From a private capital perspective, the least invested of the SDG goals are Life on Land (SDG 15) and Life below Water (SDG 14). It is estimated that over 900 billion USD are needed annually if the decline of biodiversity is to be reversed. Looks like a great investment opportunity, but how do investors view biodiversity?
At the moment, investors are starting to commit to having a net-positive impact on biodiversity. They do so, because they view biodiversity as a major issue, and as a form of risk management. By investing in biodiversity, it may be possible to reduce negative impacts of other assets in portfolios.
Until now, traditional biodiversity and conservation funding has mostly depended on governments and philanthropy. A Credit Suisse report finds that the main hurdle for biodiversity investments is understanding and knowledge about the biodiversity as an investable niche. Attracting private capital to an emerging, and to many unknown sector, will require breaking down a lot of hurdles. In particular, investors are struggling to identify and analyze biodiversity-linked investment opportunities. Biodiversity is complex and needs to be made more digestible as well as measurable in order to create comfort and realization of investments.
For the biodiversity investments to become scalable, there is a need for broadly accepted data, metrics and frameworks. Availability of biodiversity data is recognized as a top hurdle for investments. The biodiversity data needs to be simplified and translated so that it can be used to set biodiversity-linked targets and investment strategies focused on biodiversity. There is a clear need for measurable indicators and simple tools.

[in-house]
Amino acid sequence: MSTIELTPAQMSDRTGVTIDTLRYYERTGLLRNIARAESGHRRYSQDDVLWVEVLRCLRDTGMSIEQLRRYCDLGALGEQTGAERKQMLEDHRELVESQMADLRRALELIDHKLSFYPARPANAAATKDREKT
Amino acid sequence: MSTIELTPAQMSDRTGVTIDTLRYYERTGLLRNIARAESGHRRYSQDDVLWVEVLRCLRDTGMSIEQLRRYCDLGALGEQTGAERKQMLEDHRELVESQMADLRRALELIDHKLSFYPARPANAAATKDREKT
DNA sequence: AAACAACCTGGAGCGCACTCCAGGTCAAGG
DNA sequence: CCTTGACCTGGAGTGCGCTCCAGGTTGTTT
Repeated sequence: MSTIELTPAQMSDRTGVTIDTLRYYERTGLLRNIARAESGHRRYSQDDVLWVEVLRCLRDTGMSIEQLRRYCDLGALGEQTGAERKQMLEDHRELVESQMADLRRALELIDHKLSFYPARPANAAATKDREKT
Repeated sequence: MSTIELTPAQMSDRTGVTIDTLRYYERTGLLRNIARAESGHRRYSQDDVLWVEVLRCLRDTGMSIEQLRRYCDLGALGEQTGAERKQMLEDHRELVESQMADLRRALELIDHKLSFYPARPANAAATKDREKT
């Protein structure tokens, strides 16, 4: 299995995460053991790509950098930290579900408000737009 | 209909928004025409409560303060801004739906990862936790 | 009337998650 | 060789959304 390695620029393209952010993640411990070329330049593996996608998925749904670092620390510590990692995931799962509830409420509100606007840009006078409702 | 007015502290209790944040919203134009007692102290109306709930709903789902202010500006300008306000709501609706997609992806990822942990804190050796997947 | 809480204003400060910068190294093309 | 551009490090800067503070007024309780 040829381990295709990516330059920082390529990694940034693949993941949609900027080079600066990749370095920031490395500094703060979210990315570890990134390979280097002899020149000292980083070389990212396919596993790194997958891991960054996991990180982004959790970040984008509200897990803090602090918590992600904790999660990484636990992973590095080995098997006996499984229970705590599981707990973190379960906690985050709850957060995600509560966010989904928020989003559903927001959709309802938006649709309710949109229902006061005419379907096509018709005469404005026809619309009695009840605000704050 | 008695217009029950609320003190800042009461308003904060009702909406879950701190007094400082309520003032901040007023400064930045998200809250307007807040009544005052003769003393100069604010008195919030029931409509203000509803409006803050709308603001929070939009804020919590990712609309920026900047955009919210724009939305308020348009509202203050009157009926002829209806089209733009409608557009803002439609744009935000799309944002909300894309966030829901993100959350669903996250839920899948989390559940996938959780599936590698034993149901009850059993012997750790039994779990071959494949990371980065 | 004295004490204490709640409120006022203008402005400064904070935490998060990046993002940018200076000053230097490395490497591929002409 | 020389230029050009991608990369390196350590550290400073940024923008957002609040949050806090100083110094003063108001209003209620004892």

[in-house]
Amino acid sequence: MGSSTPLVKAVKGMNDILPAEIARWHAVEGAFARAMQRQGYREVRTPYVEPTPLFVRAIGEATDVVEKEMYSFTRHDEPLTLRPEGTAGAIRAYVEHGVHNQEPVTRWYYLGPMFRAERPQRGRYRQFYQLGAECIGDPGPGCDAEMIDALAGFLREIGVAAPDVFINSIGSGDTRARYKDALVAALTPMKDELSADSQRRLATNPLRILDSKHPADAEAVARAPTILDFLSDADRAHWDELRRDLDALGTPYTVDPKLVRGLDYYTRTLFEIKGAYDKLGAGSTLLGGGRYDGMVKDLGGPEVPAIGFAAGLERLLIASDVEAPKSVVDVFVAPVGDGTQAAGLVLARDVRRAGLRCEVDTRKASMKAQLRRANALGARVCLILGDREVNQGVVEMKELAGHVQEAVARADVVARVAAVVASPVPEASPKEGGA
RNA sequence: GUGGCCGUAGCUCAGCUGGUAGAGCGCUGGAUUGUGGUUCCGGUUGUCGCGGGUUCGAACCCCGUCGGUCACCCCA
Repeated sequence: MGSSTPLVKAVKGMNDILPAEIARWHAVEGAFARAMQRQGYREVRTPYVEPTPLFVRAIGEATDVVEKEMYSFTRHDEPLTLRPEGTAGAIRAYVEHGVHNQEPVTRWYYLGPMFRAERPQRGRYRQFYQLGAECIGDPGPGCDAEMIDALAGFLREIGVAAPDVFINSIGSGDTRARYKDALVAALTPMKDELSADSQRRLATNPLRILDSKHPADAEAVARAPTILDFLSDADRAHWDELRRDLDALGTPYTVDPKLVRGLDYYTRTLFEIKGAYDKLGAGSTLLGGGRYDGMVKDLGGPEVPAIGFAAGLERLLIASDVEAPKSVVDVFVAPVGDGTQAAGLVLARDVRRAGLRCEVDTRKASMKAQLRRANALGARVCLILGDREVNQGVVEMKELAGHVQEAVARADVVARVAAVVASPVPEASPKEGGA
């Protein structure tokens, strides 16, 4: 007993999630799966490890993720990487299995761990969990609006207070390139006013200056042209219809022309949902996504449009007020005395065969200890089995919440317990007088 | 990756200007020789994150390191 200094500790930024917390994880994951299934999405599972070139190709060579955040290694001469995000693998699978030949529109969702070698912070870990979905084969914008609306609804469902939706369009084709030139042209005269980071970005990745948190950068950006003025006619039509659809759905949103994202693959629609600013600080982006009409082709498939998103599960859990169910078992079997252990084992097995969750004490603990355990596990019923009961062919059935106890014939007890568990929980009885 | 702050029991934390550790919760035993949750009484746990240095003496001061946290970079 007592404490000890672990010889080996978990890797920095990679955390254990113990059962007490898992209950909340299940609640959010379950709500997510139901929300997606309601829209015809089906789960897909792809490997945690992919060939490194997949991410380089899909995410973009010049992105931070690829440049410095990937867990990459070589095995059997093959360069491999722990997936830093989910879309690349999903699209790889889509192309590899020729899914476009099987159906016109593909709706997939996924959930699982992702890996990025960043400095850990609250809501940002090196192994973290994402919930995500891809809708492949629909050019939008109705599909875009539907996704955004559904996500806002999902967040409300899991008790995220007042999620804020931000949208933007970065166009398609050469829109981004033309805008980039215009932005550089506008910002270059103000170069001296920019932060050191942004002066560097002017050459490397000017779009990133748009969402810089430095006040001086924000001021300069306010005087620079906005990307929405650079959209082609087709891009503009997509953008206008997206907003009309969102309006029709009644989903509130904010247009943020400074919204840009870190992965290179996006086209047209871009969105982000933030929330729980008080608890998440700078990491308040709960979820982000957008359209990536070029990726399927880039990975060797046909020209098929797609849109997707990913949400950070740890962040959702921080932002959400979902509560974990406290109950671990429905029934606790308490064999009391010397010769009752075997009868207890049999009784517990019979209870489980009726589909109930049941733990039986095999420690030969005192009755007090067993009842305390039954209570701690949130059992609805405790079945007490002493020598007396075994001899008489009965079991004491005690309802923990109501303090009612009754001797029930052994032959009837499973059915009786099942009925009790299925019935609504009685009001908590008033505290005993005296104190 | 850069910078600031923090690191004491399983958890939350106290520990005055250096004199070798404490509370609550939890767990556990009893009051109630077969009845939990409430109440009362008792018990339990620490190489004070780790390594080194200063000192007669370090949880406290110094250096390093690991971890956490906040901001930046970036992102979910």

I believe we need to create standards and methodologies for biodiversity restoration and conservation projects similar to those for voluntary carbon projects. There need to be internationally accepted methods and tools for restoring and conserving biodiversity, as well as for how we measure biodiversity. These methods must be scientifically correct, but also practical to use and cost efficient.
With biodiversity expected to be one of the most important topics in the investment world by 2030, lets start making the case for natural and conservation capital as an investable asset. And let’s keep it simple.